Accelerating the development of renewables
The key policy target of the new administration is to raise the share of renewables in electricity generation to 20% by 2030 compared to only 11.7% by 2029 in the previous BPE. The goal is to fight climate change, but also to set up renewables and associated industries as a new engine of domestic and export driven growth for the South Korean economy. To reach the 20% target, MOTIE projects renewable capacity (i.e. excluding large hydro) to increase from 11.3 GW in 2017 to 58.5 GW in 2030. Solar and wind power should dominate with 88% of all non-hydro renewables installed capacity in 2030.
Although the 20% target is not particularly high by global standards, there are some obstacles in South Korea to develop renewables, such as the lack of space, local opposition and reluctance on the part of local authorities to issue permits. The government has unveiled an ambitious plan to reach the target, which includes public support and investment in renewables, opening of the power generation and supply market for renewable facilities, rising renewable portfolio standard (RPS), and easing of permit regulations. The scale of public support to the sector and the dynamism of the Korean manufacturing industry make this target realistic though.
Old nuclear reactors closed or replaced by new-builds
Since the closure of the oldest nuclear reactor (Kori 1) in June 2017, South Korea has been operating 24 nuclear reactors with a total capacity of 22.5 GW. In addition, as of May 2017, South Korea had five reactors under construction, of which three near completion, and the other two about 30% complete (Shin Kori 5 and 6). In addition, six reactors were at a planning stage. During his presidential campaign, Moon Jae-In promised to cancel construction plans for eight new nuclear plants (the six planned reactors and the two uncompleted reactors).
Amid growing public concerns over nuclear safety, the Moon administration established an independent ad hoc committee on managing public debate and launched a deliberative opinion poll on whether to permanently abandon Shin Kori 5 and 6 projects. In October 2017, the public consultation showed support for both restarting construction of the two reactors and scaling down of nuclear power generation[iv]. The government therefore announced the immediate resumption of construction work on the two reactors. Simultaneously, they announced its nuclear phase-out roadmap, which includes: 1. the cancellation of plans to build the six planned nuclear reactors; 2. no extension of the lifespan of 14 aging nuclear power reactors, totalling 12.5 GW of capacity; and 3. the closure of Wolsong 1 (which is now the oldest reactor) earlier than scheduled.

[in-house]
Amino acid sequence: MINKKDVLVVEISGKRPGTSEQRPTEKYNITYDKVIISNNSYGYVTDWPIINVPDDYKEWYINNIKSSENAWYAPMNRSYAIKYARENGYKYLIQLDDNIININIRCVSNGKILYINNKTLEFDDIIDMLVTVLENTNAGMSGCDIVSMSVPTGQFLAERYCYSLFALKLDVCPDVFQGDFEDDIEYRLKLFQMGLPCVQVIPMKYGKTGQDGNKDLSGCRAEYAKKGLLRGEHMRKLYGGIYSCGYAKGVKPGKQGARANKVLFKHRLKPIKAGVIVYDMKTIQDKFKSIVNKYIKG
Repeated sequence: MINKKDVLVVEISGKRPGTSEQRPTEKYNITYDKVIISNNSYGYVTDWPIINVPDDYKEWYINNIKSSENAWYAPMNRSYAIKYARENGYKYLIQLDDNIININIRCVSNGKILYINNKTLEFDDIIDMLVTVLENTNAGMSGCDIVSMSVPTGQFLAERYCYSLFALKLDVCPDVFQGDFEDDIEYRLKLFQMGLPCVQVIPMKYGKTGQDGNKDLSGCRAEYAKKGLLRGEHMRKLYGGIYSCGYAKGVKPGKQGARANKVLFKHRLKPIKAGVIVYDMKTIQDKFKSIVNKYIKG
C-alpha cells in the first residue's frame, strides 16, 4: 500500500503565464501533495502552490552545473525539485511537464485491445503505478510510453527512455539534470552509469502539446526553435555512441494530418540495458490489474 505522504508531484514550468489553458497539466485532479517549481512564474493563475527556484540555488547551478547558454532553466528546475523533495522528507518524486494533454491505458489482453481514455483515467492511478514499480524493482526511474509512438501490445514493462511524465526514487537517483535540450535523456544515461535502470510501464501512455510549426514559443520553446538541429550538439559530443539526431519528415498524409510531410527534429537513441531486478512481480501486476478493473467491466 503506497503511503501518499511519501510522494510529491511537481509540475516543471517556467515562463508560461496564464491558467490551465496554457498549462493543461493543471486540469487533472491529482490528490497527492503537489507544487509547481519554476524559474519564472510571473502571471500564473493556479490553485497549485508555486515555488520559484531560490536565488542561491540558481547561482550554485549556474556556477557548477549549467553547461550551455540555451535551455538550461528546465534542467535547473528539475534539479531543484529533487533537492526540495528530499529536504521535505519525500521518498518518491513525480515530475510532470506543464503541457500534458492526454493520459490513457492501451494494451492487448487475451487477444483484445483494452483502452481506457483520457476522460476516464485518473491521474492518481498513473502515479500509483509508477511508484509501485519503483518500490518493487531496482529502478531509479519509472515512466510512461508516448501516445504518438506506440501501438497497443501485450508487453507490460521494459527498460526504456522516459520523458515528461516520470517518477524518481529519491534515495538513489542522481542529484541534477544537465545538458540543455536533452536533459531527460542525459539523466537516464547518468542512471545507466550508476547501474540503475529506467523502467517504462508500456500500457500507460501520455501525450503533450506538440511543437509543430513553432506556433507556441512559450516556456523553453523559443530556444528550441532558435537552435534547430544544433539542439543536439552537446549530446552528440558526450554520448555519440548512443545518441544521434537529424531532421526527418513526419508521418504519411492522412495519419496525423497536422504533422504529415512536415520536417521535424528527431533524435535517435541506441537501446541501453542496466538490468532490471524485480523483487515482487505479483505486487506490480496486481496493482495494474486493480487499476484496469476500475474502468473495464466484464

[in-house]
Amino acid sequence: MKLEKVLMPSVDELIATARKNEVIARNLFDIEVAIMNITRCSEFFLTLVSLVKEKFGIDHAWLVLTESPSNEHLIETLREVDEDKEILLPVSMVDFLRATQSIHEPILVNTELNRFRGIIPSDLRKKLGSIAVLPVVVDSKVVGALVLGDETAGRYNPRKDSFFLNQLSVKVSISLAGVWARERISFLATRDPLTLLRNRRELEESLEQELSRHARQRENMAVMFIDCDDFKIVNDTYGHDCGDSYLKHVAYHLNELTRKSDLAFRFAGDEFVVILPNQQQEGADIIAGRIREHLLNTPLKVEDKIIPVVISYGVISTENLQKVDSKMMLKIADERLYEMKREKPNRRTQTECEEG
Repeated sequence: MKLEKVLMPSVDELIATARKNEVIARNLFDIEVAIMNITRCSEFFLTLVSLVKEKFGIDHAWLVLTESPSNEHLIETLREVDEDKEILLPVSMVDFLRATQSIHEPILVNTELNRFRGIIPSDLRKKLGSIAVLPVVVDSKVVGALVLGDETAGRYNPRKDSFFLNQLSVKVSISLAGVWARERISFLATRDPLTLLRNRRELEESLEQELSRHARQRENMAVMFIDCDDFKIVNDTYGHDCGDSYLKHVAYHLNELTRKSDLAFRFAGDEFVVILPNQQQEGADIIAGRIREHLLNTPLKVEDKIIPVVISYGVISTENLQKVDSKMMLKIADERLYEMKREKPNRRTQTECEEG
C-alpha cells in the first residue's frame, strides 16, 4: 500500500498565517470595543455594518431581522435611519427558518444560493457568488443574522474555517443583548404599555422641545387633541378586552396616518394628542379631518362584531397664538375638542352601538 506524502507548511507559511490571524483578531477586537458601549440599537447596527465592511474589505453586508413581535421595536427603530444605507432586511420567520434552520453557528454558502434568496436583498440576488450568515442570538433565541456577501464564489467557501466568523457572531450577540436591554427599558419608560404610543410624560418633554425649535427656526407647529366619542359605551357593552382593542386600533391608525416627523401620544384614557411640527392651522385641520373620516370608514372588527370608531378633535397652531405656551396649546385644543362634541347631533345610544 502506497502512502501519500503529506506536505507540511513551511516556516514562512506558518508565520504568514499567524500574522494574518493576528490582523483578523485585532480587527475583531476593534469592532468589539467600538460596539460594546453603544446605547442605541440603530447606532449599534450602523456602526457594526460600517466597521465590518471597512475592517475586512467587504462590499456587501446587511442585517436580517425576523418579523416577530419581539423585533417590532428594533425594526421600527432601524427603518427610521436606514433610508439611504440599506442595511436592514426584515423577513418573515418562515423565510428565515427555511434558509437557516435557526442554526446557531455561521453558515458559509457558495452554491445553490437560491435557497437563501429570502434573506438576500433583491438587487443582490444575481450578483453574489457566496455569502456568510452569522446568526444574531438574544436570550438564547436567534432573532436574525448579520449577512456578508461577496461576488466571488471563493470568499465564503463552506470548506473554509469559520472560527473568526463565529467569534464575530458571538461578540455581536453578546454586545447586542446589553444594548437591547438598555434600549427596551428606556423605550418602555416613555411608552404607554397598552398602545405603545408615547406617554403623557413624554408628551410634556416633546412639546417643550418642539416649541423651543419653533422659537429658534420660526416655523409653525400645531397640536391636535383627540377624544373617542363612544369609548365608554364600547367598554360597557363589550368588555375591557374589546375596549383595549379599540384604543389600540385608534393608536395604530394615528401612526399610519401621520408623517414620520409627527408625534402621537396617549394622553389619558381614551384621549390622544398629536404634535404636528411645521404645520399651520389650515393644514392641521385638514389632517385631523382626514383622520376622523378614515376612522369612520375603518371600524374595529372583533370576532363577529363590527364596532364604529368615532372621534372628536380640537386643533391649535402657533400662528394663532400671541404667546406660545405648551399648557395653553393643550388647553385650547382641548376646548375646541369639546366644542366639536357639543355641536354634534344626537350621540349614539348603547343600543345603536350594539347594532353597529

South Korea will gradually reduce the number of nuclear reactors from 24 in 2017 to 18 in 2030 (after an initial rise to 27 reactors in 2022). Nuclear power capacity will first increase to 27.5 GW by 2022, and then will gradually decline to 20.4 GW by 2030.
Until recently, the success story of nuclear energy was considered a national pride for South Korea. In 2009, South Korea won its first nuclear contract abroad when the United Arab Emirates selected a consortium led by KEPCO, the Korean state-owned power company, to build four APR1400 units at Barakah. Currently, KEPCO and local construction companies are eyeing nuclear projects in Britain, Saudi Arabia and the Czech Republic. Opponents to the nuclear phase-out feared that if the shift was too rapid, it would compromise South Korea’s role in the global industry. But the announced phase-out is very gradual; by 2030, the nuclear capacity is expected to be reduced by only 2 GW (20.4 GW in 2030 vs. 22.5 GW in 2017). Furthermore, new plants are still under construction and the decision to resume the construction of Shin Kori 5 and 6 reactors means that the Korean industry will keep its experience and knowledge up-to-date. In addition, the new administration has vowed active support for local industries’ efforts to export indigenous designed nuclear reactors. KEPCO has already been very successful. In December 2017, Japan’s Toshiba, in charge of building nuclear reactors in Britain, picked KEPCO as its preferred bidder[v].